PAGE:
7
$\begingroup$

My chemistry textbook says that hydroxypropane-2-one and 1,2-epoxy-2-hydroxypropane are ring chain tautomers, but it did not mention the steps for conversion of one into the other. I tried to figure them out but got stuck.

My attempt:

tautomerisation

$\endgroup$
2
  • $\begingroup$ I disagree that you start with the ketone as the aldehyde is more unstable than the ketone is, since it is far more electrophilic than the ketone. The ketone has a methyl group attached to it which makes it far more stable. I suggest you approach this question the other way around. $\endgroup$
    – Linus Choy
    Feb 2, 2017 at 10:14
  • $\begingroup$ Hello. Which textbook is that? I hadn't read about such an interesting example of ring chain tautomers before, so just curious. Thanks in advance. $\endgroup$ Jan 14, 2018 at 15:13

2 Answers 2

7
$\begingroup$

At first, even though this is not related to the question, I want to say that you're confused between double-headed arrow between the two resonance forms and double harpoon in reversible reactions. (The harpoons should be written as below.)

Your incomplete mechanism has two errors:

  • The hydrogen atom bonded to carbon is far less reactive than the one bonded to oxygen.

  • The positive carbon, which is bonded to oxygen, a very electronegative element, is very, very unstable, which is not likely to happen.

This is the right mechanism for the reaction:

enter image description here

Step 1: Oxygen is a good nucleophile, so it is most likely to take the most acidic hydrogen.
Step 2: Then, the negative charged oxygen will attack the electrophile carbon atom, forming epoxy ring.

$\endgroup$
2
  • $\begingroup$ While I think your answer is slightly better than the author's, it's still unlikely. I think that tautomerization should happen only in the aldehyde form since it is more reactive. Besides, the formation of the geminal hemi-epoxide is quite unstable as well. $\endgroup$
    – Linus Choy
    Feb 2, 2017 at 10:26
  • $\begingroup$ Yeah, I agree that hemi-epoxide is quite unstable, but isn't that the tautomers are the two substances, that include the hemi-epoxide? $\endgroup$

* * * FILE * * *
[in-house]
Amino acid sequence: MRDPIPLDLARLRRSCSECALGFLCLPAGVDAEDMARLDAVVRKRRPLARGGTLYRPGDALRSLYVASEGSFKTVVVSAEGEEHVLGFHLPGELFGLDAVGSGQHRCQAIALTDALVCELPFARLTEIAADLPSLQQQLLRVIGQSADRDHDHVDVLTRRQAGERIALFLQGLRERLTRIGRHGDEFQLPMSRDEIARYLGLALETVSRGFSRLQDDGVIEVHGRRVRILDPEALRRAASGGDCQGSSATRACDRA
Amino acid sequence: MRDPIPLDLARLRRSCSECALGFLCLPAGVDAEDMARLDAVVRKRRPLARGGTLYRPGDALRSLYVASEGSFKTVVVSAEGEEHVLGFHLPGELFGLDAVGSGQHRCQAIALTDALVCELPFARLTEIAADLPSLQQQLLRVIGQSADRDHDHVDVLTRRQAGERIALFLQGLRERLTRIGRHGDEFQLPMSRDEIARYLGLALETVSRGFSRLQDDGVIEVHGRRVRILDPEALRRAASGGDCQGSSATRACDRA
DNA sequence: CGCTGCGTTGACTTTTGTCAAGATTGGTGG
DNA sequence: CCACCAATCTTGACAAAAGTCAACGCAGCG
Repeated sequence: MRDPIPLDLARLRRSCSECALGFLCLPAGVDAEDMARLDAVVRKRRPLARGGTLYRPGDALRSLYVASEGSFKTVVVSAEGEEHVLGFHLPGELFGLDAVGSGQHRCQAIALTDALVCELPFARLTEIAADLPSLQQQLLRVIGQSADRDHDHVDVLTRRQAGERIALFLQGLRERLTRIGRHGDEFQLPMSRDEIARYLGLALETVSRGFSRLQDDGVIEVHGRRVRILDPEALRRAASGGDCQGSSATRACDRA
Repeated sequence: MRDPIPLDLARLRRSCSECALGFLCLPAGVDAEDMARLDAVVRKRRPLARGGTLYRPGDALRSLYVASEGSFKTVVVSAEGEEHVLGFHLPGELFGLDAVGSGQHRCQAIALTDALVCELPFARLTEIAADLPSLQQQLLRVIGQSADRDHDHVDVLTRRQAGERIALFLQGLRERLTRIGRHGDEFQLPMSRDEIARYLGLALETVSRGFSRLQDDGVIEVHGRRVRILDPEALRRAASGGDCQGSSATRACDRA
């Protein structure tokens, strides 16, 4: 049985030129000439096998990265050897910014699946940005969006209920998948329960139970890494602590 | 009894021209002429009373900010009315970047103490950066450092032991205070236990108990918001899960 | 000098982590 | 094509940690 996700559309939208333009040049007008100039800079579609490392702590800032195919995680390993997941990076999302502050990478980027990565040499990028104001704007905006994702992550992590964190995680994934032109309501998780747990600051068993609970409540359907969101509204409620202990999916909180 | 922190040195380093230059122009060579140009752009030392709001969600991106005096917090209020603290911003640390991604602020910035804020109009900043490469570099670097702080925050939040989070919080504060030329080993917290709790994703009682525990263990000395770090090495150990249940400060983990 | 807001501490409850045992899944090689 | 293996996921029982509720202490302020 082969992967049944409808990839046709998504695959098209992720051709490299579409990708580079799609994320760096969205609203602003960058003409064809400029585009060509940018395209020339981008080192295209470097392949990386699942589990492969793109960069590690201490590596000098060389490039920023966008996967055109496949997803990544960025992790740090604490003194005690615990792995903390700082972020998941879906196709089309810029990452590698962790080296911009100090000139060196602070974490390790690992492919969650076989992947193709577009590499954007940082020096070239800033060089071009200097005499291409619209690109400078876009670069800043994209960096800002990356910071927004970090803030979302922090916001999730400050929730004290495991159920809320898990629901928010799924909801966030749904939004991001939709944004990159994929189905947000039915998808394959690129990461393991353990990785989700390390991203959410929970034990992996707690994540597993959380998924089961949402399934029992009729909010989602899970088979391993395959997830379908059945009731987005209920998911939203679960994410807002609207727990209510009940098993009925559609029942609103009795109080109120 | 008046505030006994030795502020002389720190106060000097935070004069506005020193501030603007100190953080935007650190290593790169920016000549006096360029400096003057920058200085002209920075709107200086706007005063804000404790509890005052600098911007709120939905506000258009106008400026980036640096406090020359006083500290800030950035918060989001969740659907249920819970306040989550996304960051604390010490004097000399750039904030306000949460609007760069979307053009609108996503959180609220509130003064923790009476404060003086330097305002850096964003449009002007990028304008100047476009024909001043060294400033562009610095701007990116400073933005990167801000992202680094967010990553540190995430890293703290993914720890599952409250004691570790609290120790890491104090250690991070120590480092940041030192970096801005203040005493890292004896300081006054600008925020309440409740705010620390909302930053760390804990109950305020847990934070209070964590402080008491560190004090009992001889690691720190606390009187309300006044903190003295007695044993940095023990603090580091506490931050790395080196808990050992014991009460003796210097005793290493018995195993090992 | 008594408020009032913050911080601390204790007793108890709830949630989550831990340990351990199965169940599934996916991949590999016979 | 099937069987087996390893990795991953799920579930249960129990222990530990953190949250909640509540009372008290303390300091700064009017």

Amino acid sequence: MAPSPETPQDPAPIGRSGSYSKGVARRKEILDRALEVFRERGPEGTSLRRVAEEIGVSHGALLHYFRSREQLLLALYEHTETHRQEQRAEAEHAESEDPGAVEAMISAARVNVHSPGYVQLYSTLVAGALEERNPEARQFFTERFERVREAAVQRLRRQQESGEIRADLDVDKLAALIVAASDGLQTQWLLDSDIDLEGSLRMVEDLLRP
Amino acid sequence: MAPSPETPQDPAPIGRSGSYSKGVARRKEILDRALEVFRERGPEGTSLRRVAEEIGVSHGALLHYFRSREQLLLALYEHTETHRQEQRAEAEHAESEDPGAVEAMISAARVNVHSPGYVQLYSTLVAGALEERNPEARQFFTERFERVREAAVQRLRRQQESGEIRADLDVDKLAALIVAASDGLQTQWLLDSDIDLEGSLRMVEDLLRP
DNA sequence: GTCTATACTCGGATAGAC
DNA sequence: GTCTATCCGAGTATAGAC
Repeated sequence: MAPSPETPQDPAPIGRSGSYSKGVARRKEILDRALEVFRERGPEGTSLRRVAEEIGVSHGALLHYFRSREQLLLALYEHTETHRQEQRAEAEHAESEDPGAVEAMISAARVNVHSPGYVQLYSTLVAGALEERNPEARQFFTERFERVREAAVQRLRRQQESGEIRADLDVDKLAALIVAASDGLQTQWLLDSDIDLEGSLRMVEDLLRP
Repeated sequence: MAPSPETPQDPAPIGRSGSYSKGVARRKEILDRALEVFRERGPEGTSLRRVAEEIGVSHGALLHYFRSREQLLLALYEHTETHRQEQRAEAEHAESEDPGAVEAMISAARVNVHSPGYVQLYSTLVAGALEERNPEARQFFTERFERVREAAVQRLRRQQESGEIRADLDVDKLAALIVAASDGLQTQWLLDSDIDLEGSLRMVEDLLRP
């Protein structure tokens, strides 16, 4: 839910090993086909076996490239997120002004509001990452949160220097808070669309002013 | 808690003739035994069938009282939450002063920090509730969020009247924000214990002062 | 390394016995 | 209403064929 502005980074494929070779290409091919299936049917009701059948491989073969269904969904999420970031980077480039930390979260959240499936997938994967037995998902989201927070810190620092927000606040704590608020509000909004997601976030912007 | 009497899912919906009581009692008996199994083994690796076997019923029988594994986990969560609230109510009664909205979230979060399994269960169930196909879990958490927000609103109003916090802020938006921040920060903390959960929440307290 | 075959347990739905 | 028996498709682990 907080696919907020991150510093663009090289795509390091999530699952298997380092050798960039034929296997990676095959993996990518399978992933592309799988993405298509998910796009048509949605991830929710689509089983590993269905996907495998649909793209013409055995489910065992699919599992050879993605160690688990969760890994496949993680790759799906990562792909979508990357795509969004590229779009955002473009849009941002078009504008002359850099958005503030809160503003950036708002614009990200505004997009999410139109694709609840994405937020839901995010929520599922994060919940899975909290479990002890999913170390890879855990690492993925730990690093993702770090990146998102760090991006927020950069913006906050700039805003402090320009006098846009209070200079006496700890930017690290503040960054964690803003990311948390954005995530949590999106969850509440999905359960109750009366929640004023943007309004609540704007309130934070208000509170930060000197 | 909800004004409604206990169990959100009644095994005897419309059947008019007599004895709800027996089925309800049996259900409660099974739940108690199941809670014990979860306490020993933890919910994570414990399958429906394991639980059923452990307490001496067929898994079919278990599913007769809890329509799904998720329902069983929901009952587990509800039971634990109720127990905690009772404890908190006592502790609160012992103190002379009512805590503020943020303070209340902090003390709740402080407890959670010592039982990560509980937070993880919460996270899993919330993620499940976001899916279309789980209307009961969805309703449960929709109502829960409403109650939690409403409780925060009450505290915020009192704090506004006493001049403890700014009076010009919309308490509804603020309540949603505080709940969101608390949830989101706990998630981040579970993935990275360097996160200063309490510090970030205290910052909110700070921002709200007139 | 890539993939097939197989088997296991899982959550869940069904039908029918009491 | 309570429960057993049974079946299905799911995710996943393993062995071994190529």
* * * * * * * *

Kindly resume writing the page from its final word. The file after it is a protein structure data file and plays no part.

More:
– Huy Ngo
    Feb 2, 2017 at 11:24
-1
$\begingroup$

Starting from the aldehyde,

enter image description here

The double bond of the aldehyde breaks, allowing the oxygen to bond with the H in the alcohol. The alcohol subsequently breaks the O-H and forms a ketone.

Note that this molecule is stabilised due to hydrogen bonding; therefore it may be prudent to add a base or acid to encourage tautomerization.

$\endgroup$
3
  • $\begingroup$ OP is asking specifically about ring creation, so this doesn't answer the question. $\endgroup$
    – Mithoron
    Feb 2, 2017 at 12:09
  • $\begingroup$ If you see my diagram there is a six-membered ring formed due to the hydrogen bond formed between the aldehyde oxygen and the alcohol hydrogen. Thus this reaction is more likely to happen then the above. Besides, ring-chain tautomerization happens more for hemi-epoxides which can form five or six membered rings so I doubt that this is likely to happen in the first place. $\endgroup$
    – Linus Choy
    Feb 2, 2017 at 12:17
  • $\begingroup$ "hydroxypropane-2-one and 1,2-epoxy-2-hydroxypropane" - does acetylacetone and its enol look like them? No? OP wrote normal tautomerisation instead of this cyclisation and you changed compound to have a ring... $\endgroup$
    – Mithoron
    Feb 2, 2017 at 12:24

Your Answer

By clicking “Post Your Answer”, you agree to our terms of service and acknowledge you have read our privacy policy.

Not the answer you're looking for? Browse other questions tagged or ask your own question.